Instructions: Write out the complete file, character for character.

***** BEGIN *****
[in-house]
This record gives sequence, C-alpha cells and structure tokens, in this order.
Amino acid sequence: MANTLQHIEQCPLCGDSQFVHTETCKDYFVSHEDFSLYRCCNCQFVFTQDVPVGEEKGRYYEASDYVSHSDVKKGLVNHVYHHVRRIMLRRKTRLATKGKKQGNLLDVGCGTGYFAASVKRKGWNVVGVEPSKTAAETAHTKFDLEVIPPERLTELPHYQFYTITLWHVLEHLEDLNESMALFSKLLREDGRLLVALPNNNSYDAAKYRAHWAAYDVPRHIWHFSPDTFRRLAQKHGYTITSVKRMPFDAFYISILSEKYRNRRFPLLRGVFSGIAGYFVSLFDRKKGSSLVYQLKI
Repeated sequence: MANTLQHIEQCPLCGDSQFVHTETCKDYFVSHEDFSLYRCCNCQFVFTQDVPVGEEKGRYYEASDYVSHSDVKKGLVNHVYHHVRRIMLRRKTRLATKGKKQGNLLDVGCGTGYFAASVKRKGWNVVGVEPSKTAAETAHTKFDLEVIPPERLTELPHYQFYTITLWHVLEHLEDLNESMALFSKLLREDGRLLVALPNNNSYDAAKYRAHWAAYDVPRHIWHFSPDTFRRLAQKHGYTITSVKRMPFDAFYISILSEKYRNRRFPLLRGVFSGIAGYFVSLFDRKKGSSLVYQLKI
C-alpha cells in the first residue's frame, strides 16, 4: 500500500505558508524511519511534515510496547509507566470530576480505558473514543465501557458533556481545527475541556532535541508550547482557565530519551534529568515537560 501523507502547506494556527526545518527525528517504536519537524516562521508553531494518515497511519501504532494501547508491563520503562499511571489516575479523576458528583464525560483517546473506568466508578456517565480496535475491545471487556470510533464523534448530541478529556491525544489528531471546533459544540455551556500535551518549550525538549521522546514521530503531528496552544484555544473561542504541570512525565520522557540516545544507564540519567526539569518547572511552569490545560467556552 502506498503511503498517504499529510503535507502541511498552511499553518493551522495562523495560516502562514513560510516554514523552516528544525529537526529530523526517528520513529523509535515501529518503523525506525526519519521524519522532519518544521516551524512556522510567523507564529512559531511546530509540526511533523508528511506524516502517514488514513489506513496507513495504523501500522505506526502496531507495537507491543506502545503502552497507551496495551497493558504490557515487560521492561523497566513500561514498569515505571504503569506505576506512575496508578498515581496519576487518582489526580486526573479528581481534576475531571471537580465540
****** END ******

[in-house]
This record gives sequence, C-alpha cells and structure tokens, in this order.
Amino acid sequence: MANTLQHIEQCPLCGDSQFVHTETCKDYFVSHEDFSLYRCCNCQFVFTQDVPVGEEKGRYYEASDYVSHSDVKKGLVNHVYHHVRRIMLRRKTRLATKGKKQGNLLDVGCGTGYFAASVKRKGWNVVGVEPSKTAAETAHTKFDLEVIPPERLTELPHYQFYTITLWHVLEHLEDLNESMALFSKLLREDGRLLVALPNNNSYDAAKYRAHWAAYDVPRHIWHFSPDTFRRLAQKHGYTITSVKRMPFDAFYISILSEKYRNRRFPLLRGVFSGIAGYFVSLFDRKKGSSLVYQLKI
Repeated sequence: MANTLQHIEQCPLCGDSQFVHTETCKDYFVSHEDFSLYRCCNCQFVFTQDVPVGEEKGRYYEASDYVSHSDVKKGLVNHVYHHVRRIMLRRKTRLATKGKKQGNLLDVGCGTGYFAASVKRKGWNVVGVEPSKTAAETAHTKFDLEVIPPERLTELPHYQFYTITLWHVLEHLEDLNESMALFSKLLREDGRLLVALPNNNSYDAAKYRAHWAAYDVPRHIWHFSPDTFRRLAQKHGYTITSVKRMPFDAFYISILSEKYRNRRFPLLRGVFSGIAGYFVSLFDRKKGSSLVYQLKI
C-alpha cells in the first residue's frame, strides 16, 4: 500500500505558508524511519511534515510496547509507566470530576480505558473514543465501557458533556481545527475541556532535541508550547482557565530519551534529568515537560 501523507502547506494556527526545518527525528517504536519537524516562521508553531494518515497511519501504532494501547508491563520503562499511571489516575479523576458528583464525560483517546473506568466508578456517565480496535475491545471487556470510533464523534448530541478529556491525544489528531471546533459544540455551556500535551518549550525538549521522546514521530503531528496552544484555544473561542504541570512525565520522557540516545544507564540519567526539569518547572511552569490545560467556552 502506498503511503498517504499529510503535507502541511498552511499553518493551522495562523495560516502562514513560510516554514523552516528544525529537526529530523526517528520513529523509535515501529518503523525506525526519519521524519522532519518544521516551524512556522510567523507564529512559531511546530509540526511533523508528511506524516502517514488514513489506513496507513495504523501500522505506526502496531507495537507491543506502545503502552497507551496495551497493558504490557515487560521492561523497566513500561514498569515505571504503569506505576506512575496508578498515581496519576487518582489526580486526573479528581481534576475531571471537580465540